DAILY MAVERICK WEBINAR
Progress made, but obstacles still need to be removed to ensure access to books for visually impaired
Being able to read a book is something most non-visually impaired people take for granted. Removed from their reality is the fact that for persons with visual impairments and blindness, access to reading materials is often an uphill battle.
‘If you can see normally, you can go to the bookstore and buy the book you want to read if you can afford it. Otherwise, you can go to a library and whatever books are in the library you can read, there is no obstacle there,” says Marcus Low, a visually impaired person, editor of Spotlight and an activist fighting for access to books for people who are blind and visually impaired.
The reality for blind and visually impaired people vastly contrasts with the reality Low described – until a landmark Constitutional Court ruling that parts of the Copyright Act are unconstitutional for people living with visual disabilities.
In a Daily Maverick Webinar on Wednesday, 23 November, Maverick Citizen journalist Zukiswa Pikoli, Low and senior researcher at the Mandela Institute School of Law at Wits University, Sanya Samtani, unpacked the act and the ruling.
Also on the table for discussion was the need to ratify the Marrakesh Treaty and the ongoing efforts by Parliament to amend the act.
Pitfalls of the Copyright Act
The act, which has been in law for 45 years, protects the rights of authors of academic, artistic and creative works by controlling their use and distribution.
Before the ConCourt judgment, the act required that anyone wanting to convert a book into an accessible format such as Braille or large print needed the permission of the copyright holder. The problem was that the act also removed any obligation from the copyright holder to be immediately contactable, while requests were often denied.
Pikoli explained that anyone who attempted to convert the book without the permission of the copyright holder was guilty of a crime, punishable by a hefty fine and, in some cases, jail time.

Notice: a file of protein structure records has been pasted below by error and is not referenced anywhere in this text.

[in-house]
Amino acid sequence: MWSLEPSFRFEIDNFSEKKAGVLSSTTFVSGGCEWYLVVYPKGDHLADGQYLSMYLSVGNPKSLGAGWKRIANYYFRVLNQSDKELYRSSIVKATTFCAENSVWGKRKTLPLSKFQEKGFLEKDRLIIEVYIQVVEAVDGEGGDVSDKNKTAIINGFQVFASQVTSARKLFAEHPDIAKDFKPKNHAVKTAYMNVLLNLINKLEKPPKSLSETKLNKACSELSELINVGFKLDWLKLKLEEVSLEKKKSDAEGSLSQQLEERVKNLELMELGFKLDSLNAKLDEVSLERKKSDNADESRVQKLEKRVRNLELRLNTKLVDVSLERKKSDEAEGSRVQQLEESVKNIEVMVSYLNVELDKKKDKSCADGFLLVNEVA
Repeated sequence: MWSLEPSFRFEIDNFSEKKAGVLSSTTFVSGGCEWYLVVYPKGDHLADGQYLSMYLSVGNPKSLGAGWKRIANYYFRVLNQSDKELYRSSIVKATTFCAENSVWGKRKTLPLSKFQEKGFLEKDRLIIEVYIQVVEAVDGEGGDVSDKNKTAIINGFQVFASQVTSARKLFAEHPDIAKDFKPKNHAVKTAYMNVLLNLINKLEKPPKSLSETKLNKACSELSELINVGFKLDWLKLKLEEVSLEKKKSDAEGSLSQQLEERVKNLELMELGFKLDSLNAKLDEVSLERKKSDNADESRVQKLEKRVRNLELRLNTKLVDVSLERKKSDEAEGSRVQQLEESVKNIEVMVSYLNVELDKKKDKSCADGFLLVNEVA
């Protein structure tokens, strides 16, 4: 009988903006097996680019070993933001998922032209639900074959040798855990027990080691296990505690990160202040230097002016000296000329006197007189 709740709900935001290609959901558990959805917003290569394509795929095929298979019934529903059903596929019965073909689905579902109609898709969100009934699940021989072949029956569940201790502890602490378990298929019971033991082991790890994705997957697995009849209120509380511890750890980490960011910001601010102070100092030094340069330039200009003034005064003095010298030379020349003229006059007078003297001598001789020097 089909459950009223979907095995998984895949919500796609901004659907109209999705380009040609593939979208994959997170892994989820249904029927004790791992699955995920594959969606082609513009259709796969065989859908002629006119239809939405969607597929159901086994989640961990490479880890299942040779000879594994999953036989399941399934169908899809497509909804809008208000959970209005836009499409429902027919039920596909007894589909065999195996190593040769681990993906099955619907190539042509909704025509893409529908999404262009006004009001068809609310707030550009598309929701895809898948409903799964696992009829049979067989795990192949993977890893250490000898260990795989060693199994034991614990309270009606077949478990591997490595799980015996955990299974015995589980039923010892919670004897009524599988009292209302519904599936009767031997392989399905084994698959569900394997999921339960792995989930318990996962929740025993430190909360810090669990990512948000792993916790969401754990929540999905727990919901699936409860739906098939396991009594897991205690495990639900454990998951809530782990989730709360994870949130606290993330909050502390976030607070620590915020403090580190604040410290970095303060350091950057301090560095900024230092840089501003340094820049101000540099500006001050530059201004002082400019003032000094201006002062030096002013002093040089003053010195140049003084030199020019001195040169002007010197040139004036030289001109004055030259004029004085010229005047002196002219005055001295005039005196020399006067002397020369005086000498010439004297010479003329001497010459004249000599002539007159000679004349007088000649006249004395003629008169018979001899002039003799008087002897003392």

Samtani added that the act “sets out civil and criminal penalties for the unauthorised use of works, where there is not explicit authorisation by the creator and the work is used”.
Realising the unconstitutionality of the act for its discrimination against visually impaired and blind people, BlindSA, represented by SECTION27, approached the courts in 2021 to challenge the act.
In a battle between intellectual property and human rights, BlindSA and SECTION27 clinched a landmark victory on 21 September 2022 when the ConCourt declared the act unconstitutional. In a bid to rectify decades of discrimination against blind and visually impaired people, the court crafted an exception, immediately read into the act, where they are no longer required to seek the permission of a copyright holder to convert a book into accessible formats, which had effectively removed the barrier to knowledge.
Read more in Daily Maverick: Copyright Act victory in ConCourt for blind and visually impaired
Samtani said that World Blind Union studies had found that under 10% of all published books worldwide are in an accessible format for people with disabilities. There was no explicit exception in the act allowing for conversion, which means the simple act of conversion was a crime the copyright holder had not granted authorisation.